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      Two isomorphic microporous metal–organic frameworks based on a metal–carboxylate nanotube were synthesized by the reaction of an aminopolycarboxylate ligand with Co and Ni hydroxides under hydrothermal conditions. The two isostructural frameworks exhibit stability up to 350 °C, and sorption studies for N2, H2, CO2, and CH4 confirmed their permanent porosity.

  8. Full Papers

    1. Top of page
    2. Cover Picture
    3. Cover Profile
    4. Masthead
    5. Graphical Abstract
    6. News
    7. Further Masthead
    8. Short Communications
    9. Full Papers
    1. 3D Spin-Crossover Nanosystems

      Role of Edge Atoms in the Hysteretic Behaviour of 3D Spin Crossover Nanoparticles Revealed by an Ising-Like Model (pages 5086–5093)

      Daniel Chiruta, Jorge Linares, Mihai Dimian, Yasser Alayli and Yann Garcia

      Article first published online: 21 AUG 2013 | DOI: 10.1002/ejic.201300757

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      The effects of system size, pressure and short-/long-range interactions for incomplete spin transitions, modelled by using a 3D Ising-like model, are discussed.

    2. Metal Oxides and Sulfates

      The Close Relationships between the Crystal Structures of MO and MSO4 (M = Group 10, 11, or 12 Metal), and the Predicted Structures of AuO and PtSO4 (pages 5094–5102)

      Mariana Derzsi, Andreas Hermann, Roald Hoffmann and Wojciech Grochala

      Article first published online: 21 AUG 2013 | DOI: 10.1002/ejic.201300769

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      The structural relations of (and between) late transition metal monoxides, MO, and monosulfates, MSO4, are analyzed. We show that all of these late transition metal oxides, as well as 4d and 5d metal sulfates, crystallize in distorted rock salt lattices and argue that the distortions are driven by collective first- and/or second order Jahn–Teller effects, as quantified by the c′/a′ ratio.

    3. Metal–Organic Frameworks

      Cobalt-Based 3D Metal–Organic Frameworks: Useful Candidates for Olefin Epoxidation at Ambient Temperature by H2O2 (pages 5103–5109)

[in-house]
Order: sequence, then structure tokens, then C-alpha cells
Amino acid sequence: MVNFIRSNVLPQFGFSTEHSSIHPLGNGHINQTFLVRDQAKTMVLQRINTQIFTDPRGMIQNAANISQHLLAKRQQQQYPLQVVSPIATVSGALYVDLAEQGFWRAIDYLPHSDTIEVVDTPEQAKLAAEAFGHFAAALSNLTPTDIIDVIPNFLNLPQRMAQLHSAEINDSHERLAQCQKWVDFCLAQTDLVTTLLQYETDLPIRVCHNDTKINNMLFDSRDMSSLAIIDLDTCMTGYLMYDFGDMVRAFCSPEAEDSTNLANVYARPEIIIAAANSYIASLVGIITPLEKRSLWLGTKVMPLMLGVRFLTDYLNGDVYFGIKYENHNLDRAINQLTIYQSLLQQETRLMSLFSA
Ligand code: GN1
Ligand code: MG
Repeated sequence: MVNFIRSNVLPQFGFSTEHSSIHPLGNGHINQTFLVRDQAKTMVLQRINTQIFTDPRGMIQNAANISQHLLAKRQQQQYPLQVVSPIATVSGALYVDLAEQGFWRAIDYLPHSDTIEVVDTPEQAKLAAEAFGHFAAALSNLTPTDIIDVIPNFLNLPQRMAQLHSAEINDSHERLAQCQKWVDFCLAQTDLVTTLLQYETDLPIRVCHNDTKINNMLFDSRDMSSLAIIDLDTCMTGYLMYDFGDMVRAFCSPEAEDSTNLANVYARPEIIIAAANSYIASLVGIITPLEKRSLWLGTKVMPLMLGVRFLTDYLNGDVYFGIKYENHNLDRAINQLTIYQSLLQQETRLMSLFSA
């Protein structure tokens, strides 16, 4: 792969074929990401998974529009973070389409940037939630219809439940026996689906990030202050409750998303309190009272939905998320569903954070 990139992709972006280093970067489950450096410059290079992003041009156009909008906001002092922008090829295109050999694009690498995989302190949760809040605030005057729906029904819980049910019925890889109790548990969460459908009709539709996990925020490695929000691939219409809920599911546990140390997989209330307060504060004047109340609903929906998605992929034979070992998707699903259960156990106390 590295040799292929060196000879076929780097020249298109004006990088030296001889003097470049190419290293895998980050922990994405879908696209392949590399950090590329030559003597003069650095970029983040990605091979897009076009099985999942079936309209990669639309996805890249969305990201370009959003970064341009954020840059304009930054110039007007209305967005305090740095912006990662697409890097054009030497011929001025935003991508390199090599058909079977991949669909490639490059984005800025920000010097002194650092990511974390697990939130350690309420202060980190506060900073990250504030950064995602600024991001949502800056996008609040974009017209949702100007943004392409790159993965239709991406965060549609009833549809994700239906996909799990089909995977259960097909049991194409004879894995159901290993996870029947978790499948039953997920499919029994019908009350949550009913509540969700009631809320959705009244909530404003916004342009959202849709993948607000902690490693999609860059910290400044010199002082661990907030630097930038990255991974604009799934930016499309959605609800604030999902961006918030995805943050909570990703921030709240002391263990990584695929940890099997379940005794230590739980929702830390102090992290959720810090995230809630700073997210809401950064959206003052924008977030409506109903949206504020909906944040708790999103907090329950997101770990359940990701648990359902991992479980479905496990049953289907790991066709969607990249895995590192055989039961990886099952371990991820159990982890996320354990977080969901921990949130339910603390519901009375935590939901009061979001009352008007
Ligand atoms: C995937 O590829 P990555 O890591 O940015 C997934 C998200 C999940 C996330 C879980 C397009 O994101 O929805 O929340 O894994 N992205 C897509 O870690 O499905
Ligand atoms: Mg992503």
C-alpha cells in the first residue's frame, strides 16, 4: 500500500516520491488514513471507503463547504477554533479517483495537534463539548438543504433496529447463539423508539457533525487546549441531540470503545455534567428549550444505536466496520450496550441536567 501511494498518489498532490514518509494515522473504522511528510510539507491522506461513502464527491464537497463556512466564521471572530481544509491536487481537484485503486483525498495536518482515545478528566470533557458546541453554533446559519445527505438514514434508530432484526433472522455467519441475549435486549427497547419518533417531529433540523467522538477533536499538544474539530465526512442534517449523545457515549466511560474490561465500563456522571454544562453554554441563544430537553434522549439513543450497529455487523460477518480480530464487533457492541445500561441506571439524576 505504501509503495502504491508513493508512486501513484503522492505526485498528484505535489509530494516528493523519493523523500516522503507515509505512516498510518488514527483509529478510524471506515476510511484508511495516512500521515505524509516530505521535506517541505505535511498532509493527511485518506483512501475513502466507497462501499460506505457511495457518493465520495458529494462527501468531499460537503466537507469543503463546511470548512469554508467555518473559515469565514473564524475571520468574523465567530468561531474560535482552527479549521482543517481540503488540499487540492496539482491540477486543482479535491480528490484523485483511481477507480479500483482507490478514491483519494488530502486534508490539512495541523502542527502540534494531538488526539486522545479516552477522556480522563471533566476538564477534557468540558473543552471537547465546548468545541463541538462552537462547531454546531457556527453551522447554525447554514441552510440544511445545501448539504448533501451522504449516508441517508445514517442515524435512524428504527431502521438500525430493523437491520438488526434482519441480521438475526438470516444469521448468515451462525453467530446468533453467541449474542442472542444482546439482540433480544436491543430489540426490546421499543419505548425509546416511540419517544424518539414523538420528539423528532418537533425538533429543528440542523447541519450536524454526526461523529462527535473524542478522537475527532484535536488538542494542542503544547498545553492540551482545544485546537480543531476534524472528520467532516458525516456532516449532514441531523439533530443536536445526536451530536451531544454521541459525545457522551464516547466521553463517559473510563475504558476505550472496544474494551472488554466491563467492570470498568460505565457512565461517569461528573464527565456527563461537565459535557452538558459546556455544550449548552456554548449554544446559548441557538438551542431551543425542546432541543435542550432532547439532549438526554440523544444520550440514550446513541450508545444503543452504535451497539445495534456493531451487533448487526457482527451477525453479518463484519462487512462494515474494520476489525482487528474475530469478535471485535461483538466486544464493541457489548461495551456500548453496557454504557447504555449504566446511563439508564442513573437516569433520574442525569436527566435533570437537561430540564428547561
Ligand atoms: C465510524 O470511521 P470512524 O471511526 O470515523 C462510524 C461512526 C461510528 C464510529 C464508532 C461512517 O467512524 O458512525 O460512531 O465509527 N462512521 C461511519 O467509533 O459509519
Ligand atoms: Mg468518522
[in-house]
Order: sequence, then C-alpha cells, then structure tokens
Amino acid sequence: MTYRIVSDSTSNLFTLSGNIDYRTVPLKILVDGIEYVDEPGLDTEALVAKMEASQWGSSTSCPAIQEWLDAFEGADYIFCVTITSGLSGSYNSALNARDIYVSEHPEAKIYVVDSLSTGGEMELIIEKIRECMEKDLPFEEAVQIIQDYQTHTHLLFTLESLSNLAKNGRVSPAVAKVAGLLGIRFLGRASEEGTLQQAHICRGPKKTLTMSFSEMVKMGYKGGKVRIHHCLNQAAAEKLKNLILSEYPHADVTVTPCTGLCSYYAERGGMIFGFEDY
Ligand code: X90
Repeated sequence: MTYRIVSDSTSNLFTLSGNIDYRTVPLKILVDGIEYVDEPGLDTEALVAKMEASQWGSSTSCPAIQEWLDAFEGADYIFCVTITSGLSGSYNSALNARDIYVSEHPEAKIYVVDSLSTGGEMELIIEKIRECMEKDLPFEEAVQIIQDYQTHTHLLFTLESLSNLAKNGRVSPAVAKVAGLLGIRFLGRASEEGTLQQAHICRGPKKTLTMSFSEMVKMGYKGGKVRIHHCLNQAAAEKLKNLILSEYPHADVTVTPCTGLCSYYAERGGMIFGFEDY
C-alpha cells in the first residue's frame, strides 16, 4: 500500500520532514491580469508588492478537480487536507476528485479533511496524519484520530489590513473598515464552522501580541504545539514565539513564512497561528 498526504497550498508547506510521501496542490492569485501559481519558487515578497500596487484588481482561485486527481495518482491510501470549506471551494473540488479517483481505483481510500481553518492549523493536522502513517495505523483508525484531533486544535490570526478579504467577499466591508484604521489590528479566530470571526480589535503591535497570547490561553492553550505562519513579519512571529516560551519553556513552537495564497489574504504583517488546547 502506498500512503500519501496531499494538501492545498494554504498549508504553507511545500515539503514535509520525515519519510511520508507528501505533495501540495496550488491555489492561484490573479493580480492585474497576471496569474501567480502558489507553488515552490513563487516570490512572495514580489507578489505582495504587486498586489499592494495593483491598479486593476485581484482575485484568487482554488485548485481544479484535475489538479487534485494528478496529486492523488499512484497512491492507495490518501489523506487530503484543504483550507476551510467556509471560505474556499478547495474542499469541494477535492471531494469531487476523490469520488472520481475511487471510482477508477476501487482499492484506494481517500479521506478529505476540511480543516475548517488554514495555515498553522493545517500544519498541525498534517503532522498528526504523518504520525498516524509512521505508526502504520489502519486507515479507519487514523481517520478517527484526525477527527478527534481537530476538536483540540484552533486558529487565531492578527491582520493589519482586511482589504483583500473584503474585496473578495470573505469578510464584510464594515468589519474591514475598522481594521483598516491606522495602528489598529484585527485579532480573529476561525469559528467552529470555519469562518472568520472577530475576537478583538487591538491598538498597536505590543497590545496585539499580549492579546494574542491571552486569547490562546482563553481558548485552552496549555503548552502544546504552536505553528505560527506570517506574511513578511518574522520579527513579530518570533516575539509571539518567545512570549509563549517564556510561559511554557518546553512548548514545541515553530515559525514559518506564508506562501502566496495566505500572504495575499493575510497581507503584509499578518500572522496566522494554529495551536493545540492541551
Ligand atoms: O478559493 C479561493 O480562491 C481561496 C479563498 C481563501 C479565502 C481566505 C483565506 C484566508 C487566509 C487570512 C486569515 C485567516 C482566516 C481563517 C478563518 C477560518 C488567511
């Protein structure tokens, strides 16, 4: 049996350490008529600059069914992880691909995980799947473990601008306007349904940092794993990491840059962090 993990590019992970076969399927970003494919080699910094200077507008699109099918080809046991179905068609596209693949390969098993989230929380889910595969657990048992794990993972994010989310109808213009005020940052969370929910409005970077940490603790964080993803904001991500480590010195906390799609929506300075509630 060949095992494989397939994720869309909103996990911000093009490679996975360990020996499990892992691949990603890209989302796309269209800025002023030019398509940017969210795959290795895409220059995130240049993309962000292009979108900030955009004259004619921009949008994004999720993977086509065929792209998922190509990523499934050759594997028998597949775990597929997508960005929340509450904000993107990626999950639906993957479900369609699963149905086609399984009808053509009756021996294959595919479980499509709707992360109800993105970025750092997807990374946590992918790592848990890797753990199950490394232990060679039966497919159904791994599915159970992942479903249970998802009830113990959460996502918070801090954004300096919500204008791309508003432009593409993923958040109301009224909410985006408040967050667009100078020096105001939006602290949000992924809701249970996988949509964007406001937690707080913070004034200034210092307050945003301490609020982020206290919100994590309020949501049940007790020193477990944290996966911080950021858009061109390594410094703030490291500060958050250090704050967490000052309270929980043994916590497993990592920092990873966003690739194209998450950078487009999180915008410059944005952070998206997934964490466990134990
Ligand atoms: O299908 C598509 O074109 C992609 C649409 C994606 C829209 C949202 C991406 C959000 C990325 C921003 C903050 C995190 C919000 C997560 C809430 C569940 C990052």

Rupam Sen, Debraj Saha, Dasarath Mal, Paula Brandão and Zhi Lin

      Article first published online: 22 AUG 2013 | DOI: 10.1002/ejic.201300560

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      Two cobalt-based metal–organic frameworks were synthesized and characterized by single-crystal X-ray diffraction analysis. Both compounds show an interesting 7-c net structure and are catalytically active towards epoxidation reactions, and they can be recycled up to five times without loss of activity.

    4. Lead(II) Complexes

      The Chelating Behaviour of 3-(4-X-Phenyl)-2-sulfanylpropenoic Acids with the PbII Ion – Relevance of the Lone Electron Pair in the Supramolecular Structures of the 2:1 Complexes (pages 5110–5120)

      José S. Casas, M. Victoria Castaño, Maria D. Couce, Agustín Sánchez, José Sordo, M. Dolores Torres and Ezequiel M. Vázquez López

      Article first published online: 16 AUG 2013 | DOI: 10.1002/ejic.201300633

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      The characteristics of complexes formed by 3-(4-X-phenyl)-2-sulfanylpropenoic acids with lead(II) cations have been explored both in the solid state and in solution. The importance of the stereochemically active lone electron pair of the PbII ion in the supramolecular arrangement of [HQ]2[Pb(X-pspa)2] (X = Cl, Br; Q = diisopropylamine) is discussed.